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Economy: County’s other port has impact on development

Jason Lesley
Coastal Observer

Doug Decker said his first flight into the Georgetown County Airport was over 30 years ago when he came from Wisconsin to meet his prospective in-laws, who lived at Wedgefield.

He told a small crowd gathered for Aviation Week ceremonies at the Georgetown County Airport this week that the upgrades have put it in a position to attract jobs and economic growth in the near future. The landing strip was built during World War II and turned over to the county for a general aviation airport. Decker remembers walking past trailers when he first visited here, but the new terminal makes a favorable first impression on visitors today.

Decker has moved his plane from Horry County to one of the new hangars built at the Georgetown County Airport. “The bureaucracy here is low,” he said, “half the size of Horry.”

Decker knows his way around airport bureaucracy. A pilot since 1964, he was presented with the Wright Brothers Master Pilot Award in recognition of 50 years of safe flying. He’s served on the Utah State Aeronautics Board, the Salt Lake City Aeronautics Advisory Board, the capital improvements committee of Milwaukee International Airport and spearheaded efforts to open Wendover Air Force Base in Utah for public use. In recognition of his efforts the city named it Decker Field.

Decker said extending the main runway to 6,000 feet, adding instrument landing gear to Runway 5 and improving the ramp will bring more planes to Georgetown. The county should be exploiting the airport’s competitive advantages. He said all the electronics and avionics in airplanes must be upgraded by 2020. “Is there an opportunity to have an avionics shop here?” he asked.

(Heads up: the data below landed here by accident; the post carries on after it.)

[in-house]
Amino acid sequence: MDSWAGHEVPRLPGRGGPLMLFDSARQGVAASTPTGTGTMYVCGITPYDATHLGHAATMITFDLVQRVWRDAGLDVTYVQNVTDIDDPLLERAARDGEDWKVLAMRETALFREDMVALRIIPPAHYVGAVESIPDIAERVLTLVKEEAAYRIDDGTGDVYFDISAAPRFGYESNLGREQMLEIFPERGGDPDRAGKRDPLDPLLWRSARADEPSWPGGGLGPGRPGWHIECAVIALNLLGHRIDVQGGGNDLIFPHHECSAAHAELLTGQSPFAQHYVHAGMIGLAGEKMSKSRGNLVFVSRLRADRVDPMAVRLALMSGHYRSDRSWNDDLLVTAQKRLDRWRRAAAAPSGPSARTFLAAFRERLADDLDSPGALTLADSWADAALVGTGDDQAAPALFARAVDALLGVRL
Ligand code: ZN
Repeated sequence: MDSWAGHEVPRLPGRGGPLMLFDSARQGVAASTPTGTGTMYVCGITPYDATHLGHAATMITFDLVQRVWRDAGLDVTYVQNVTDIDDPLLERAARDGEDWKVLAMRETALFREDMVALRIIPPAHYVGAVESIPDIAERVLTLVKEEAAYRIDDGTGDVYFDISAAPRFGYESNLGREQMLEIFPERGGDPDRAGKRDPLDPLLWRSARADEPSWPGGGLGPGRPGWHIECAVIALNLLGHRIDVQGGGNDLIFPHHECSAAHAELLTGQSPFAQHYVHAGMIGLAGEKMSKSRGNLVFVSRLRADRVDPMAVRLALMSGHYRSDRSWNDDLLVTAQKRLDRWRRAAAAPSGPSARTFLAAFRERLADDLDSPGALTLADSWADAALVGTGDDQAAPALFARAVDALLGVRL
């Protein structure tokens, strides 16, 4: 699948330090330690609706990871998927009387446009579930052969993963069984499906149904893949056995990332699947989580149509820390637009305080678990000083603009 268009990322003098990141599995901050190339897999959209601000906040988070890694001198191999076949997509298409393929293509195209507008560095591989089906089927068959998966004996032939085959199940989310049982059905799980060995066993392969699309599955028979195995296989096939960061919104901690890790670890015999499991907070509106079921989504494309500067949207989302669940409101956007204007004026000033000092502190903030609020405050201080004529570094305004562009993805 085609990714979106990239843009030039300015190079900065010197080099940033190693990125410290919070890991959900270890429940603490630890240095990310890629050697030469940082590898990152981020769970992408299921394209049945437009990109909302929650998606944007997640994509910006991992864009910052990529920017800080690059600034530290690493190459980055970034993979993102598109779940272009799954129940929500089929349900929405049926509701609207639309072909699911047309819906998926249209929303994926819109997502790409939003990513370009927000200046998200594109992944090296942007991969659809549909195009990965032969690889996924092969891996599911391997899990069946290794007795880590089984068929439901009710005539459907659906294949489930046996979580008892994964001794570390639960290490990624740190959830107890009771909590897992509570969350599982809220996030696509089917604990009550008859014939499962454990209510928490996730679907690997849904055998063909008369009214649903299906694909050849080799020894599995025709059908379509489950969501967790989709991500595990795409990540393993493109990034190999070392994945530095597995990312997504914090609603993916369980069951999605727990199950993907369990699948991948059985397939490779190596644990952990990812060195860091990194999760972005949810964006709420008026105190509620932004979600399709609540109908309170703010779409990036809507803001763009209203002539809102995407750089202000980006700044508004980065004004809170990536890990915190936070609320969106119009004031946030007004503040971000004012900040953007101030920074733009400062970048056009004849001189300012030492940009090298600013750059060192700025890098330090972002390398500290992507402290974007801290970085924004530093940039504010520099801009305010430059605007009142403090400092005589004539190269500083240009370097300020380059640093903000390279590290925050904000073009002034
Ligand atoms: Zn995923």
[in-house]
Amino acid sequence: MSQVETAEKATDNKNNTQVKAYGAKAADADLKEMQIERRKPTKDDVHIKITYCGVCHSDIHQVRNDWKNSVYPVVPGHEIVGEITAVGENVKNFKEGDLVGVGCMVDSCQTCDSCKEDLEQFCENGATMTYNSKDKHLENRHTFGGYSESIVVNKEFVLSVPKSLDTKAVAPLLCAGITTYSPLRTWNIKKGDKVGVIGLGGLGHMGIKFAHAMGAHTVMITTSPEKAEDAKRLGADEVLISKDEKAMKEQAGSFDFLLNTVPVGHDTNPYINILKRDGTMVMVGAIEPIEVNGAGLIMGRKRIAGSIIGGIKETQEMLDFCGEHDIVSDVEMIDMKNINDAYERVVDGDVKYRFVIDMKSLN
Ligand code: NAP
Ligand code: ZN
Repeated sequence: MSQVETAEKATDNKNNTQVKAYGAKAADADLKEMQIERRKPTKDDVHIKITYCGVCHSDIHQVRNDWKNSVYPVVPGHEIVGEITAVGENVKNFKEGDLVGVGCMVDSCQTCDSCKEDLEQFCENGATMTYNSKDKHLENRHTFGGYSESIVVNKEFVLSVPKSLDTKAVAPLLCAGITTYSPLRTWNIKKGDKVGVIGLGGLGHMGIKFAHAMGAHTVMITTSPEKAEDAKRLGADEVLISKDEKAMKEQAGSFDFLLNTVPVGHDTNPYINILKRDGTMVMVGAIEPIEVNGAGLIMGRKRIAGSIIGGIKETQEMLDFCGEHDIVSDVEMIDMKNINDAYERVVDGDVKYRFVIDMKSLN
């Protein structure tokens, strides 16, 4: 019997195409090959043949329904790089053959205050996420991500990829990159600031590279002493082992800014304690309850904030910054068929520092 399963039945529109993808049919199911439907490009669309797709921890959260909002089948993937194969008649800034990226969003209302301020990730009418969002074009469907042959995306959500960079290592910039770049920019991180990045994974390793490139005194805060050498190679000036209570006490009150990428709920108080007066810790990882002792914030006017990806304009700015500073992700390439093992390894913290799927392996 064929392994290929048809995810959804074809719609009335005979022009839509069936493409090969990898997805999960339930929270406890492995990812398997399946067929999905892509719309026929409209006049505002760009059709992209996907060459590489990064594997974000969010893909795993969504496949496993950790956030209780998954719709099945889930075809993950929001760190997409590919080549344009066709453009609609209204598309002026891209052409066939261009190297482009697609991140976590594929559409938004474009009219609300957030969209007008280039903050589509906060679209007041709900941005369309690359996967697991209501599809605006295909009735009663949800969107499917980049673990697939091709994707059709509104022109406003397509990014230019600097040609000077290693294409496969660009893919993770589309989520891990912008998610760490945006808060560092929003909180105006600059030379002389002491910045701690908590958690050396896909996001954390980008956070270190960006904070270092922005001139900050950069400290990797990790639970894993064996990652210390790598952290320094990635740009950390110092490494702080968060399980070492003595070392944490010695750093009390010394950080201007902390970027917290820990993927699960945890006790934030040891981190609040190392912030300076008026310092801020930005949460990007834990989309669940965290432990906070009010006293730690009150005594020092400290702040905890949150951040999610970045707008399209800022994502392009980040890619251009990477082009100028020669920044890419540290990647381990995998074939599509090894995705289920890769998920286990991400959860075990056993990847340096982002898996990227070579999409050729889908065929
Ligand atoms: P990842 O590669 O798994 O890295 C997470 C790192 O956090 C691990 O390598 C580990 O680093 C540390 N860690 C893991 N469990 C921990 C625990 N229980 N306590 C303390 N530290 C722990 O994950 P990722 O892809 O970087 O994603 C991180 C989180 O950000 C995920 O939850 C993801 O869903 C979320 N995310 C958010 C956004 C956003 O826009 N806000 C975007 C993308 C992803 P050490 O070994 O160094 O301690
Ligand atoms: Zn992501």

The flight and manufacture of drones is another field wide open for Georgetown Airport. “Myrtle Beach has lost the drone business,” he said, “because of the cost and bureaucracy.” He added that contractors are finding it expensive to do aviation related business in Charleston. Georgetown, with its port, could capitalize on that opportunity, he said.

With ample land available, Georgetown County Airport could accommodate specialized maintenance or mothballing. South Carolina eliminated the tax on airplane repair material and labor this year. North Carolina still has a 6.75 percent tax on repair costs. “We need to exploit the fact we have a great tax atmosphere here,” he said.

And there’s the beach.

Angus and Joyce Mercer hire a pilot to take them between Charlotte and their Litchfield Beach vacation house in their 2001 Piper turbo-prop. They keep their car in a garage at the airport when they are in Charlotte.

Joyce Mercer said they have owned airplanes and flown themselves for many years, but her husband is blind in one eye and had to give up his pilot’s license. The flight to Charlotte takes about 50 minutes, as opposed to a good four-hour drive. “We love the Georgetown Airport,” she said. “When we call and tell them we’re coming they have our car out waiting for us.”

Decker recommended the county hire a consultant to promote the airport’s business side. “It’s hard to do planning without consultants,” he said. “As a business person, I ran five different businesses for Johnson Controls. When I did acquisition planning, I always hired outside consultants to help me focus on what the priorities were.”

Decker said Congress just changed the medical requirements for pilots of private airplanes. They no longer need a doctor’s examination every two years. “It will encourage people to continue flying,” he said.

Another advantage for Georgetown County is having Dr. Gerald Harmon on the state aeronautics board. “We can get his ear,” Decker said, “when we have things going on.”

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